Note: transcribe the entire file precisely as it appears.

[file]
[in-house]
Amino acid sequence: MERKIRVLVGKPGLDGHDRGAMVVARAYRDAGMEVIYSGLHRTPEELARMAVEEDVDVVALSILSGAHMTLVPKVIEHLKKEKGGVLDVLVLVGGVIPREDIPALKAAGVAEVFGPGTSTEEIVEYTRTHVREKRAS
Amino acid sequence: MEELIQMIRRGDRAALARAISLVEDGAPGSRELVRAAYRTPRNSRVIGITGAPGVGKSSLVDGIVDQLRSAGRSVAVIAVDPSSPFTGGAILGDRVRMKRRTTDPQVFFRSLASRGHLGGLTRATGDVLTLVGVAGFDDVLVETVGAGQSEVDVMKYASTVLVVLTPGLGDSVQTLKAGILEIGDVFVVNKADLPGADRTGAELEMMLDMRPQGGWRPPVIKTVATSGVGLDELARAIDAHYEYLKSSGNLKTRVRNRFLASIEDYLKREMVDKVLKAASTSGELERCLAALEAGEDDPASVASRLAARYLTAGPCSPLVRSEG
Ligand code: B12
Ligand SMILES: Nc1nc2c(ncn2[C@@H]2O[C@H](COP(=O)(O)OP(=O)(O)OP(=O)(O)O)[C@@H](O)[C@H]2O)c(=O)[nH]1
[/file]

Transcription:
[in-house]
Amino acid sequence: MERKIRVLVGKPGLDGHDRGAMVVARAYRDAGMEVIYSGLHRTPEELARMAVEEDVDVVALSILSGAHMTLVPKVIEHLKKEKGGVLDVLVLVGGVIPREDIPALKAAGVAEVFGPGTSTEEIVEYTRTHVREKRAS
Amino acid sequence: MEELIQMIRRGDRAALARAISLVEDGAPGSRELVRAAYRTPRNSRVIGITGAPGVGKSSLVDGIVDQLRSAGRSVAVIAVDPSSPFTGGAILGDRVRMKRRTTDPQVFFRSLASRGHLGGLTRATGDVLTLVGVAGFDDVLVETVGAGQSEVDVMKYASTVLVVLTPGLGDSVQTLKAGILEIGDVFVVNKADLPGADRTGAELEMMLDMRPQGGWRPPVIKTVATSGVGLDELARAIDAHYEYLKSSGNLKTRVRNRFLASIEDYLKREMVDKVLKAASTSGELERCLAALEAGEDDPASVASRLAARYLTAGPCSPLVRSEG
Ligand code: B12
Ligand SMILES: Nc1nc2c(ncn2[C@@H]2O[C@H](COP(=O)(O)OP(=O)(O)OP(=O)(O)O)[C@@H](O)[C@H]2O)c(=O)[nH]1